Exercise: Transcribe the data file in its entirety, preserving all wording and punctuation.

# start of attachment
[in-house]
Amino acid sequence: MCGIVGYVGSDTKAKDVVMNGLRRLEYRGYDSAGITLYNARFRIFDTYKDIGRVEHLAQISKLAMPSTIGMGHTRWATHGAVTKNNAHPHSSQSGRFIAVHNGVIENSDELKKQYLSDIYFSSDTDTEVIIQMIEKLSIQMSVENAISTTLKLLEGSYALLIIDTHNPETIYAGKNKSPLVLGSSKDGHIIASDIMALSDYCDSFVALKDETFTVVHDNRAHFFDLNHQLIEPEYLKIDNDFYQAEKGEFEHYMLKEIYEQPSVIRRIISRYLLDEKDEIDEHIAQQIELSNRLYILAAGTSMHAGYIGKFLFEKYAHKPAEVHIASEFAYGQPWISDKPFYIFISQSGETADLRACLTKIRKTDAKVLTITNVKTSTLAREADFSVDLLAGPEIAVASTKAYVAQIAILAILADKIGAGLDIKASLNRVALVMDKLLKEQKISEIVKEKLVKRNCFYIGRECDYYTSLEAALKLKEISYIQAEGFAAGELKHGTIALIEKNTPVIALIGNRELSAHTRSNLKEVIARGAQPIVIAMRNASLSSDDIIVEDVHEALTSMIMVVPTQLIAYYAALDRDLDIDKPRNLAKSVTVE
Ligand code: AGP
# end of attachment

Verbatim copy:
[in-house]
Amino acid sequence: MCGIVGYVGSDTKAKDVVMNGLRRLEYRGYDSAGITLYNARFRIFDTYKDIGRVEHLAQISKLAMPSTIGMGHTRWATHGAVTKNNAHPHSSQSGRFIAVHNGVIENSDELKKQYLSDIYFSSDTDTEVIIQMIEKLSIQMSVENAISTTLKLLEGSYALLIIDTHNPETIYAGKNKSPLVLGSSKDGHIIASDIMALSDYCDSFVALKDETFTVVHDNRAHFFDLNHQLIEPEYLKIDNDFYQAEKGEFEHYMLKEIYEQPSVIRRIISRYLLDEKDEIDEHIAQQIELSNRLYILAAGTSMHAGYIGKFLFEKYAHKPAEVHIASEFAYGQPWISDKPFYIFISQSGETADLRACLTKIRKTDAKVLTITNVKTSTLAREADFSVDLLAGPEIAVASTKAYVAQIAILAILADKIGAGLDIKASLNRVALVMDKLLKEQKISEIVKEKLVKRNCFYIGRECDYYTSLEAALKLKEISYIQAEGFAAGELKHGTIALIEKNTPVIALIGNRELSAHTRSNLKEVIARGAQPIVIAMRNASLSSDDIIVEDVHEALTSMIMVVPTQLIAYYAALDRDLDIDKPRNLAKSVTVE
Ligand code: AGP